Now, we’re focusing more on simply engaging with your audience and building a brand – however you do that is up to you. One blog post a week might be exactly what your readers are after, and that’s totally fine! With the rise (and success) of Facebook groups and online communities, there are now even MORE ways to share your content – some might say too many, but it’s all about finding which channel works best for your blog and ignoring the rest. Seriously, don’t bother producing content that’s not going to add any value to your readers – put that time into what you’re really good at instead.
Creating content, differently.
Rather than getting you to plan out a whole year of blog posts, we’re here to help you think about the types and styles of content you’ll be creating – the type that keeps pulling your audience back for more.
For those of you who love worksheets (all of us!?) download yours below and let this post guide you. Apologies in advance that there’s no twinkling noise to prompt you to turn the page!
Delivering your content
What content style do you prefer creating? Blog posts, YouTube Videos or podcasts? Right now, the idea of running a live video might terrify you, but don’t worry – even the pros had to start somewhere, and once they were trying out new things just like you. If you simply just can’t do live speaking, don’t stress yourself out. That BuzzFeed post you read telling you live videos are the thing right now won’t be relevant in a few weeks anyway. You need to enjoy your blogging experience just as much as your readers. Audiences love realism, no matter how you deliver it. Be genuine in sharing your content and don’t force something you’re not totally in love with. If you’ve tried Twitter and still don’t get it, put it on the back burner to try again later.
Divide all the ways you can deliver content into ‘LOVE IT’, ‘Daunting, but I should probably give it a go’ and ‘NOT for me!’ Look at how you currently create content for all three areas and those that might need a little more love.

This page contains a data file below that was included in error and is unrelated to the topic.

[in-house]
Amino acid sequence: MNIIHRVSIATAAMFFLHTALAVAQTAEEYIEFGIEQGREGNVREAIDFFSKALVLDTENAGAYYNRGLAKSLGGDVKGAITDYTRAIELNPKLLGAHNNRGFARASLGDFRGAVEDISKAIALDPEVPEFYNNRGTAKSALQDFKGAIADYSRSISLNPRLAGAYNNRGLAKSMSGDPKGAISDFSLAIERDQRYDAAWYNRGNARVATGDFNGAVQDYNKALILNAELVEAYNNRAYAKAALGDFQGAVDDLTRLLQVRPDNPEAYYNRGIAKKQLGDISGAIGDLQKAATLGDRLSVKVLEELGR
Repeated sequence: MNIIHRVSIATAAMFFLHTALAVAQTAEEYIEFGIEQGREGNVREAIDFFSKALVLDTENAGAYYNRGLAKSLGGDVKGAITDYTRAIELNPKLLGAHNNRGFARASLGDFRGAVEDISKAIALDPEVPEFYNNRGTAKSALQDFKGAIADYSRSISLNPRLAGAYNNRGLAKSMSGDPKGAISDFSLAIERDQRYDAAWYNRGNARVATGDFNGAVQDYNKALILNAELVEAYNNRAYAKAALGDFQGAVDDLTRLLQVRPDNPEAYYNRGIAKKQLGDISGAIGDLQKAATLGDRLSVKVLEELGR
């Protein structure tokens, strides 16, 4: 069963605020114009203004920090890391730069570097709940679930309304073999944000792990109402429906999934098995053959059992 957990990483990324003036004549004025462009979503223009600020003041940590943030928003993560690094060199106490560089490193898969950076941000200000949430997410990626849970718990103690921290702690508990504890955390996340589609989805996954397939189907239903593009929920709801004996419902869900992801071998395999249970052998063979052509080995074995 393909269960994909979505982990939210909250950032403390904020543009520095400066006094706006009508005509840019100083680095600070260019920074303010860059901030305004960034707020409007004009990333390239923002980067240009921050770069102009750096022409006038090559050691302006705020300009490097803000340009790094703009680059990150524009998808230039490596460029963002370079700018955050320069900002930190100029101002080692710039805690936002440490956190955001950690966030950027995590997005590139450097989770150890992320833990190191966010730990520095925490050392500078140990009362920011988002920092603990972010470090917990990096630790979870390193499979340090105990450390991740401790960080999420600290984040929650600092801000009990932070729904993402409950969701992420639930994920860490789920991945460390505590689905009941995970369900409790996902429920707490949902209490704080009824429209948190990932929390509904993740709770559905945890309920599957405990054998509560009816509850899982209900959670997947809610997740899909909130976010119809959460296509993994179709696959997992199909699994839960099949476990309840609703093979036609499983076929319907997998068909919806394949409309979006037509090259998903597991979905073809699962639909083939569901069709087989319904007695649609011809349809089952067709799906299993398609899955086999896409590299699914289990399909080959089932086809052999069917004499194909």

Picking your platforms
While it’s important to consider the platforms your audience uses, remember they come to you for what you do best. DON’T let that get lost by trying out a new swanky platform that doesn’t actually do your content justice. Can you imagine delivering a blog post via Snapchat? Probably not going to communicate your message all that well.
Alternatively, you could successfully use Snapchat or Instagram Stories to build a more personal relationship with your audience, and give them into a sneak peek into your life. Whether it’s your personal life or the day to day functioning of your brand, that’s up to you. It’s always worth investigating the potential of each platform before writing it off completely – think outside the box, and do what works for you.
Consider the purpose of using each platform available, and the new opportunities each presents – and how you could use them to strengthen your brand, alongside your main message.
Expanding & repurposing
Not everything you create should be entirely from scratch. In fact, your audience will gain even more benefit out of your content if you take the time to improve the content you already have – and build on what they already know.
Internal linking opportunities
Have you ever been deep into creating a new post, only to be inspired by a particular word or sentence to create an entirely new post? Whether you’re writing new posts or simply revisiting previous ones, consider topics or areas that may need further explanation. You may be able to create a new post that ensures your readers have a full understanding or one that allows them to explore even further. These types of posts are valuable not only for your readers but also for your SEO though Internal Linking – that is, linking to your own, related content within a post. (See? This would be a perfect spot to link to a post on Internal Linking to introduce you to the basics. Instead, I’ll link you to our class that will teach you everything you need to know.)